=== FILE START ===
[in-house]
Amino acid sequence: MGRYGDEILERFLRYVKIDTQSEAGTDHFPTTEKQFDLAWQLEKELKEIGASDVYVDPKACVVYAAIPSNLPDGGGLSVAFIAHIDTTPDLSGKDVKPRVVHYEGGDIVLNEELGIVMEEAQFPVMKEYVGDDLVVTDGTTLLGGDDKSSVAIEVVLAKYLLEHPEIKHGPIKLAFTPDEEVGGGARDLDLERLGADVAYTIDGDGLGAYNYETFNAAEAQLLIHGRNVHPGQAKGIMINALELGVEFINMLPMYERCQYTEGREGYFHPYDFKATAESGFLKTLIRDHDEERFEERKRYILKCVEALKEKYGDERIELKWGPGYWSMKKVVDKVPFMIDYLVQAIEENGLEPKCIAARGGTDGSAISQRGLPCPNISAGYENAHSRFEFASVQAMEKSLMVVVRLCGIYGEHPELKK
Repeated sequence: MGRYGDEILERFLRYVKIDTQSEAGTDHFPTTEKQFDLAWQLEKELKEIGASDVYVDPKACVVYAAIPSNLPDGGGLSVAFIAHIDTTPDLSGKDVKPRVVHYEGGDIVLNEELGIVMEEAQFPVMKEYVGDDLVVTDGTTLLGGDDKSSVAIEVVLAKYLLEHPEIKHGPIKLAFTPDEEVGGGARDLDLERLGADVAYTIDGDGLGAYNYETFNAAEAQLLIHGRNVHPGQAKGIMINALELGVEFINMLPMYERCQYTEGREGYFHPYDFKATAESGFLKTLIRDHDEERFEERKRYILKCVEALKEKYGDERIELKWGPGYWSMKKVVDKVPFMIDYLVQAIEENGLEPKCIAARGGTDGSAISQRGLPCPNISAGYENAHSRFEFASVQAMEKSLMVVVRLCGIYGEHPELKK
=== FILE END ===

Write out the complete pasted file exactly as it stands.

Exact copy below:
[in-house]
Amino acid sequence: MGRYGDEILERFLRYVKIDTQSEAGTDHFPTTEKQFDLAWQLEKELKEIGASDVYVDPKACVVYAAIPSNLPDGGGLSVAFIAHIDTTPDLSGKDVKPRVVHYEGGDIVLNEELGIVMEEAQFPVMKEYVGDDLVVTDGTTLLGGDDKSSVAIEVVLAKYLLEHPEIKHGPIKLAFTPDEEVGGGARDLDLERLGADVAYTIDGDGLGAYNYETFNAAEAQLLIHGRNVHPGQAKGIMINALELGVEFINMLPMYERCQYTEGREGYFHPYDFKATAESGFLKTLIRDHDEERFEERKRYILKCVEALKEKYGDERIELKWGPGYWSMKKVVDKVPFMIDYLVQAIEENGLEPKCIAARGGTDGSAISQRGLPCPNISAGYENAHSRFEFASVQAMEKSLMVVVRLCGIYGEHPELKK
Repeated sequence: MGRYGDEILERFLRYVKIDTQSEAGTDHFPTTEKQFDLAWQLEKELKEIGASDVYVDPKACVVYAAIPSNLPDGGGLSVAFIAHIDTTPDLSGKDVKPRVVHYEGGDIVLNEELGIVMEEAQFPVMKEYVGDDLVVTDGTTLLGGDDKSSVAIEVVLAKYLLEHPEIKHGPIKLAFTPDEEVGGGARDLDLERLGADVAYTIDGDGLGAYNYETFNAAEAQLLIHGRNVHPGQAKGIMINALELGVEFINMLPMYERCQYTEGREGYFHPYDFKATAESGFLKTLIRDHDEERFEERKRYILKCVEALKEKYGDERIELKWGPGYWSMKKVVDKVPFMIDYLVQAIEENGLEPKCIAARGGTDGSAISQRGLPCPNISAGYENAHSRFEFASVQAMEKSLMVVVRLCGIYGEHPELKK